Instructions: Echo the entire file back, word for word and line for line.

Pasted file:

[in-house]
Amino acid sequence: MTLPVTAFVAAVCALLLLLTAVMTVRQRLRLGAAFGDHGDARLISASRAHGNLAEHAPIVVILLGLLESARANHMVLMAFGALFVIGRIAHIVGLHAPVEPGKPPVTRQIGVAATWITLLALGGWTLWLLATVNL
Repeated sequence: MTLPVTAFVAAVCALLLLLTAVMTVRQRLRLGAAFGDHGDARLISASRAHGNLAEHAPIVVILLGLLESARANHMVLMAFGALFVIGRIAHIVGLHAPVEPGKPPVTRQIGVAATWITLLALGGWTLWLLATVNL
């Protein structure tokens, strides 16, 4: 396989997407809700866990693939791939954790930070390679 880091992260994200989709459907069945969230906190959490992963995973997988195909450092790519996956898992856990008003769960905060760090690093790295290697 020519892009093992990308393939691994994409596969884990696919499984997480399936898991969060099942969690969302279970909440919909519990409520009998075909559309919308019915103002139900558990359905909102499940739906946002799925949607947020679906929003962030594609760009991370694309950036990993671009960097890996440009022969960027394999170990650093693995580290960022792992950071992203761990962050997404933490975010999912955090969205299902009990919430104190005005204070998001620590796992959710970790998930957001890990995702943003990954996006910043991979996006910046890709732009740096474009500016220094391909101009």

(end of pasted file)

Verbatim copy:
[in-house]
Amino acid sequence: MTLPVTAFVAAVCALLLLLTAVMTVRQRLRLGAAFGDHGDARLISASRAHGNLAEHAPIVVILLGLLESARANHMVLMAFGALFVIGRIAHIVGLHAPVEPGKPPVTRQIGVAATWITLLALGGWTLWLLATVNL
Repeated sequence: MTLPVTAFVAAVCALLLLLTAVMTVRQRLRLGAAFGDHGDARLISASRAHGNLAEHAPIVVILLGLLESARANHMVLMAFGALFVIGRIAHIVGLHAPVEPGKPPVTRQIGVAATWITLLALGGWTLWLLATVNL
């Protein structure tokens, strides 16, 4: 396989997407809700866990693939791939954790930070390679 880091992260994200989709459907069945969230906190959490992963995973997988195909450092790519996956898992856990008003769960905060760090690093790295290697 020519892009093992990308393939691994994409596969884990696919499984997480399936898991969060099942969690969302279970909440919909519990409520009998075909559309919308019915103002139900558990359905909102499940739906946002799925949607947020679906929003962030594609760009991370694309950036990993671009960097890996440009022969960027394999170990650093693995580290960022792992950071992203761990962050997404933490975010999912955090969205299902009990919430104190005005204070998001620590796992959710970790998930957001890990995702943003990954996006910043991979996006910046890709732009740096474009500016220094391909101009």